Jon Carson never planned for a career in politics.
His father, Glenn, served on the Westby School Board for 15 years, but that was the extent of his family's involvement in politics.
He studied everything but political science and spent two years in the Peace Corps. Yet in the past dozen years, the 33-year-old native of Chaseburg, about 15 miles southeast of La Crosse, has built an impressive resume of political campaigns.
This year he served as the national field director for Barack Obama's campaign.
Recently, Carson took a well-earned vacation, relaxing and deer hunting on his family's farm as he took a break from his work on Obama's transition team.
In 1996, while a student at UW-Platteville, Carson volunteered for Democrat Mark Kastel in his bid to unseat Assembly Rep. DuWayne Johnsrud (he lost badly) and for Ron Kind in his first race for Congress.
At Platteville, Carson majored in civil engineering, got involved with tuition issues and eventually was elected president of the student Senate.
He was accepted to a graduate program in geography at UCLA but delayed his studies to work as a field organizer for Sen. Russ Feingold's 1998 re-election campaign.
He took time off to work on Al Gore's 2000 presidential campaign in Iowa.
"Just about every campaign I thought would be my last," he said.
Carson eventually finished his master's degree in geomorphology and he and his wife, Rebecca, whom he met on the Gore campaign, left for Honduras, where Carson built water systems and taught surveying as a Peace Corps volunteer.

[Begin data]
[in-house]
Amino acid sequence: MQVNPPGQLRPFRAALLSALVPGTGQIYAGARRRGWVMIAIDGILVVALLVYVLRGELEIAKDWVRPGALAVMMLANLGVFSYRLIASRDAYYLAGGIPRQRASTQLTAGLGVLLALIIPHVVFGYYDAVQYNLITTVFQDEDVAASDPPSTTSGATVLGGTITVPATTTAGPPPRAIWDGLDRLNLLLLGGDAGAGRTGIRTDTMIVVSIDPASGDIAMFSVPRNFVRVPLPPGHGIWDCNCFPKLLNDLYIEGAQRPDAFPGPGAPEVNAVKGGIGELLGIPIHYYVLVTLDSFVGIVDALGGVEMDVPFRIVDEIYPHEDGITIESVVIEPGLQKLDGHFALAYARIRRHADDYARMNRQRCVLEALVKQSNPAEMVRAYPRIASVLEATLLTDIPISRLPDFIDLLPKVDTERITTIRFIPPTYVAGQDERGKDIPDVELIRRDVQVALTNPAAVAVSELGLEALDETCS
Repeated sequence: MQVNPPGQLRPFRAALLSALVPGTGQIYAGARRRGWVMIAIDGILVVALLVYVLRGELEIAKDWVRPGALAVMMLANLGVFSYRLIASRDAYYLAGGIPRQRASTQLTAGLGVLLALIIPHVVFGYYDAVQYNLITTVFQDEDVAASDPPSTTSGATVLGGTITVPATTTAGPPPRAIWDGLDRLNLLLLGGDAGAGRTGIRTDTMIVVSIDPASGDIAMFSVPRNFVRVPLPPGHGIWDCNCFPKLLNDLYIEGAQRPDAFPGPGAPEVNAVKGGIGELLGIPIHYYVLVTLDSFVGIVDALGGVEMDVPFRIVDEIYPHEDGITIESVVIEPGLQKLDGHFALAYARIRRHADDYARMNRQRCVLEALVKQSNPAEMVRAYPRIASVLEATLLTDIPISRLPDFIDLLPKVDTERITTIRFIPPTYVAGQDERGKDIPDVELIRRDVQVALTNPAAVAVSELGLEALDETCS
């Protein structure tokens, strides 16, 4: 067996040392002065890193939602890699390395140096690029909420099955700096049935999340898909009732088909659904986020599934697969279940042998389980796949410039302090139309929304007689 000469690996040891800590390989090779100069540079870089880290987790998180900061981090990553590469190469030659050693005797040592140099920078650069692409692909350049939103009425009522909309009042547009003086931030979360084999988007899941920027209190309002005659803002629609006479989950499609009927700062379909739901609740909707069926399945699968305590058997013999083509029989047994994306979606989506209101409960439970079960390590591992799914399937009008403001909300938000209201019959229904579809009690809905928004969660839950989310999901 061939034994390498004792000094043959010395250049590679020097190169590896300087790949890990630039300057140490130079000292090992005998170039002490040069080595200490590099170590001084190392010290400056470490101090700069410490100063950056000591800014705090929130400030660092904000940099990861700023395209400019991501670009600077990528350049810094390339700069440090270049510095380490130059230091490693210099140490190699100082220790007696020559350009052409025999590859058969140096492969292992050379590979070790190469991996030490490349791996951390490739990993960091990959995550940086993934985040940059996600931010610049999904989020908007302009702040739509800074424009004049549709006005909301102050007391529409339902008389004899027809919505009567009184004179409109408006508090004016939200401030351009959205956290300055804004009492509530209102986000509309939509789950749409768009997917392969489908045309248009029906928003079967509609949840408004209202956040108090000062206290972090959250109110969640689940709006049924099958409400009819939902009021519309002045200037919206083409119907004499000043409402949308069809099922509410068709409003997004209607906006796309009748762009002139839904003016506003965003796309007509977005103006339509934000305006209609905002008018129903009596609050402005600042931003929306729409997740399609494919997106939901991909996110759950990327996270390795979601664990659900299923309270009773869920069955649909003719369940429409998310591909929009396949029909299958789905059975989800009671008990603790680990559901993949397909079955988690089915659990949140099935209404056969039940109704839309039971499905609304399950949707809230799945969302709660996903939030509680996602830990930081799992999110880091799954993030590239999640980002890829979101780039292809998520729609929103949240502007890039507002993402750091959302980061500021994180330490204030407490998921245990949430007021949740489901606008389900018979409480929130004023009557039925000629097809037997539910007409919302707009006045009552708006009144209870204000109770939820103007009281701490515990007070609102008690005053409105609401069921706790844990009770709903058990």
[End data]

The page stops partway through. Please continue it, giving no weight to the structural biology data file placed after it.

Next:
When they returned in 2006, Carson worked for Illinois Congressional candidate Tammy Duckworth, a wounded Iraq war veteran who now is director of the Illinois Department of Veterans Affairs and is considered a contender to fill Obama's seat in the Senate.
Duckworth lost her Congressional race, but Carson met people such as David Axelrod, one of Obama's top political advisers. In February 2007, Carson joined the Obama campaign as it began the marathon march through the Democratic primaries.
As field director, Carson presided over thousands of workers in 770 offices across the country. No campaign ever had amassed such a staff, nor the volunteer corps they organized.
Carson said the biggest challenge - and surprise - was the volume of volunteer help, including more than 15,000 so-called "super volunteers," who donated 30 or more hours a week.
Always finding work for those volunteers was part of what made Obama's campaign so successful, said Jocelyn Shadforth, who teaches political science at UW-La Crosse and specializes in elections and voting behavior.
"It's very significant in getting people to feel like they have an investment," she said.
Carson didn't get much of a break after Obama's victory. He had to report the following Monday to begin work on the transition. A veteran campaign worker herself, Rebecca Carson said the two were thankful to have a job after this election.
Carson doesn't know what he will be doing next year but anticipates moving to Washington, D.C., for a job in the new administration.
In June, just as Obama wrapped up the hard-fought Democratic nomination, Rebecca gave birth to the couple's first child, Noah.
"It's been a very intense two years," she said.
Meanwhile, another Wisconsin native will also have a role in the Obama Administration.
Mona Sutphen was tapped recently to serve as a deputy chief of staff for Obama.
Born and raised in Milwaukee, Sutphen, 41, graduated from Marshall High School before attending Mount Holyoke College. She later got a master's degree from the London School of Economics.
She also worked in the Clinton administration as a special assistant to national security adviser Sandy Berger.